System Overlord

A blog about security engineering, research, and general hacking.

IPv6: On my Linode, and at Home

Hurricane Electric, ARIN, and others, report that we may be as close as 12 days to exhaustion of the main IPv4 pool.  Accordingly, I decided it was time to get both my VPS and my home network IPv6-ready.  It wasn't as painful as I feared, though doing it in DD-WRT is a bigger pain than it should be.  If I had an OpenWRT router, it looks like it would be easier.

Is 25 Old?

I’ve begun to feel… restless. Periodically, I feel that I haven’t done anything significant, made contributions, achieved anything. Tonight I couldn’t sleep, so I decided to do a little browsing to see who how old some notable figures were at the time they started or achieved something significant. This list includes many of the people who inspire me, and some who are just well known and have made large achievements. It’s notable that the average achievement age is 23.


  • Bill Gates founds Microsoft
  • Matt Mullenweg launches WordPress


  • Mark Zuckerberg launches Facebook
  • Ian Murdock founds the Debian Project


  • Steve Jobs co-founds Apple Computer
  • Rob Malda starts Slashdot (then Chips & Dips)


  • Linus Torvalds releases Linux 0.01
  • Darren Kitchen launches Hak.5
  • Mark Shuttleworth founds Thawte
  • Dries Buytaert releases the first version of Drupal


  • Miguel de Icaza starts the Gnome Project


  • Steve Wozniak co-founds Apple Computer


  • Kevin Rose launches Digg
  • Theo de Raadt starts the OpenBSD Project
  • Patrick Volkerding founds the Slackware Linux Project


  • Richard Stallman founds the GNU Project

It looks like 27 is about the upper limit for the kind of creative and innovative work I’ve wished I could achieve. Unfortunately, I’ve begun to believe that I just don’t possess the imagination and inspiration necessary for notable achievements. The technology world is a very young one.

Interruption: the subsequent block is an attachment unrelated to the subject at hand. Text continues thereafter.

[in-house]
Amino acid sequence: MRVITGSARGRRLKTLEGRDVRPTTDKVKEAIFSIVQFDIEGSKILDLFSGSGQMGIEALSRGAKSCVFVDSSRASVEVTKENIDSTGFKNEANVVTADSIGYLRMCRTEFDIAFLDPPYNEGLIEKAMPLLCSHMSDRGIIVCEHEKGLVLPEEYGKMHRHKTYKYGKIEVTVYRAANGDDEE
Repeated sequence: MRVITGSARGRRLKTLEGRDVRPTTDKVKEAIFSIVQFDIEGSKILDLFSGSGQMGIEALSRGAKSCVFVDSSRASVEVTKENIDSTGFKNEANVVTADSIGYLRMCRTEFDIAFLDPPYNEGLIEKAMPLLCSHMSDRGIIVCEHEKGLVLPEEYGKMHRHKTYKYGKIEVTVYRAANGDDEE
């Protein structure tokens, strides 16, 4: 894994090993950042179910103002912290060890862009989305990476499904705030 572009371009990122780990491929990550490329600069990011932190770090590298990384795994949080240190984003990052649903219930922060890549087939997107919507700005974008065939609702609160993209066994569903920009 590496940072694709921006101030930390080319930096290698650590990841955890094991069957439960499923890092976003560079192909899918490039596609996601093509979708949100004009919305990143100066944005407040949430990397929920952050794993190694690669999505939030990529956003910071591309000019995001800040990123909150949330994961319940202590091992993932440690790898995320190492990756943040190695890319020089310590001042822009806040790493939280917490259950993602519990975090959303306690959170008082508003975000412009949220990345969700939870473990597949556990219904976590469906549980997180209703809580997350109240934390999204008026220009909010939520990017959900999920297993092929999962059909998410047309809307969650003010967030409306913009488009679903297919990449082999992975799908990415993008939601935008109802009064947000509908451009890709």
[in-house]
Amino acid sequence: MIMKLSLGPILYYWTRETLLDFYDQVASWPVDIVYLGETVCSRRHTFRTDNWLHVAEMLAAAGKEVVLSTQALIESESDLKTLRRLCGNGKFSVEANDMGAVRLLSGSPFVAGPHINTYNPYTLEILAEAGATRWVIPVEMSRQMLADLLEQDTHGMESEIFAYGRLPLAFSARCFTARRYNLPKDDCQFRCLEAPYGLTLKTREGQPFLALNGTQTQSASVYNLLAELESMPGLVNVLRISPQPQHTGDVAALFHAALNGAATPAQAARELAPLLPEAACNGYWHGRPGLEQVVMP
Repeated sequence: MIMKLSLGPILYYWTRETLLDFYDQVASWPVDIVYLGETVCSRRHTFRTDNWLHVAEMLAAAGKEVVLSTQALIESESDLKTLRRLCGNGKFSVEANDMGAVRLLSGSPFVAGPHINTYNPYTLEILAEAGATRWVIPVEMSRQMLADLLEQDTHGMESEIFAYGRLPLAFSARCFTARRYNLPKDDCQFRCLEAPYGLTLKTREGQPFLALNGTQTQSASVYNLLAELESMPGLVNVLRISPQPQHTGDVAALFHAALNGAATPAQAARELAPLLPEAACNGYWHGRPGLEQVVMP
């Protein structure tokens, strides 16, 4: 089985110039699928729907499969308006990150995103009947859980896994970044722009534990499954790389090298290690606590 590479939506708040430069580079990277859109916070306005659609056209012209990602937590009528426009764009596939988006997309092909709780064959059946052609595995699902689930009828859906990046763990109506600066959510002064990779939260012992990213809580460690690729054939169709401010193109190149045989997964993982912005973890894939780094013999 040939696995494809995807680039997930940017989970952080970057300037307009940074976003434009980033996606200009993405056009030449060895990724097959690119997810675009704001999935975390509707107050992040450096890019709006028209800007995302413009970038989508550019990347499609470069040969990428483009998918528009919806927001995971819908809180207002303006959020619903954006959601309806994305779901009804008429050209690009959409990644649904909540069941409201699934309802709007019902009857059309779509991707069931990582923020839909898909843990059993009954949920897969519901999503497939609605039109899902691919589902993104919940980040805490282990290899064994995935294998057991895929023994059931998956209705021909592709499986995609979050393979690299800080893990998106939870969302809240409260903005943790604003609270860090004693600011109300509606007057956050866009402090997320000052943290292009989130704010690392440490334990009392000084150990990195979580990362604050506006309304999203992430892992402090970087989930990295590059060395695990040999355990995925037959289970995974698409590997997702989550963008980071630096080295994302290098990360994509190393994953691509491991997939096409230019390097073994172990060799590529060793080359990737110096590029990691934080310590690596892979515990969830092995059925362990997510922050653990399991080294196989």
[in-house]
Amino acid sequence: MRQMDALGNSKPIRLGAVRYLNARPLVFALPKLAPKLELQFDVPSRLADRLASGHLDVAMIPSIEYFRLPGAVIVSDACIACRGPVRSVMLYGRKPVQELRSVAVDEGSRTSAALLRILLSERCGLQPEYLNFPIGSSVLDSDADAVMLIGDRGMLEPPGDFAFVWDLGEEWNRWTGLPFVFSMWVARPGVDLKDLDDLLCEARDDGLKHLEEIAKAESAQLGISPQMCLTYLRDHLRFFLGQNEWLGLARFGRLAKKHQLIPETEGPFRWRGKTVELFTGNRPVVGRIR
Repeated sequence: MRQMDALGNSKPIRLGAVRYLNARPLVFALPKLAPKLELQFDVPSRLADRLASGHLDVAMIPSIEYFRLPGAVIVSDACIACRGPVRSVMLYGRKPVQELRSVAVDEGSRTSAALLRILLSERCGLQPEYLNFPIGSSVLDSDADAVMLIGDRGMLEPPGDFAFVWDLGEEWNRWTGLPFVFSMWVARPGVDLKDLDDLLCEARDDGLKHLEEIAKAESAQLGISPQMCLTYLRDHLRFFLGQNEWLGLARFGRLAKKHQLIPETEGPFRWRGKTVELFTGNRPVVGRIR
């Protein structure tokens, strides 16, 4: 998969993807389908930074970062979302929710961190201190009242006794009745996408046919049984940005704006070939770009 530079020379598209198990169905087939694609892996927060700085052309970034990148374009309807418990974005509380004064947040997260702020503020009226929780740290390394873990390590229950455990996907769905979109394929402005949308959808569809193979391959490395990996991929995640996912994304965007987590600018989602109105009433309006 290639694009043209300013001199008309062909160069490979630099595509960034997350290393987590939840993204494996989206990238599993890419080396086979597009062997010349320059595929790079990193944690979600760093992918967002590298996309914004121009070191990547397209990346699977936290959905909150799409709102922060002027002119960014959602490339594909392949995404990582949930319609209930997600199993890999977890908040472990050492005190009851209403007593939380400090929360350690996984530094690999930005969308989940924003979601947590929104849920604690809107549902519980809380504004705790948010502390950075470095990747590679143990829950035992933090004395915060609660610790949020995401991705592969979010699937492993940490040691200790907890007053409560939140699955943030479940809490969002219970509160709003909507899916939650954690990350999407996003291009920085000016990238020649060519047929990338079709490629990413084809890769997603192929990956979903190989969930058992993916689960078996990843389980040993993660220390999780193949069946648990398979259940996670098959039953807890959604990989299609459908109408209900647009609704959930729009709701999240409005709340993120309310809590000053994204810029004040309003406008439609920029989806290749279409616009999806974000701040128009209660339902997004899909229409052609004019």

Learn Regular Expressions. Seriously.

I can't tell you the number of IT Professionals (whether developers, sys admins, etc.) who have told me that it's not worth their time to learn regular expressions. I thought that way at one point, but now I'm astounded at that thought. Regular Expressions are one of the most powerful tools available for working with data.

I'm currently working on a tool that reads /proc/net/tcp.  Trying to parse that without regular expressions would be dozens of lines of code.  With regular expressions (in Python) I have a one-liner to parse each line of the file.  And that's for a file that's intended to be machine-readable.  (Though, admittedly, /proc/net/tcp is a lot less machine-readable than, say, /etc/passwd.)

The authors of the RE engines have done the hard work and figured out how to optimize the parsing of the lines and matching the RE.  For stupidly simple cases, an RE may be slower, but once you get to complex parsing, it's much easier.

The only thing I haven't figured out is how to parse values that don't conform to a particular order (ala GNU getopts).

Wordpress and APC 3.1.3p1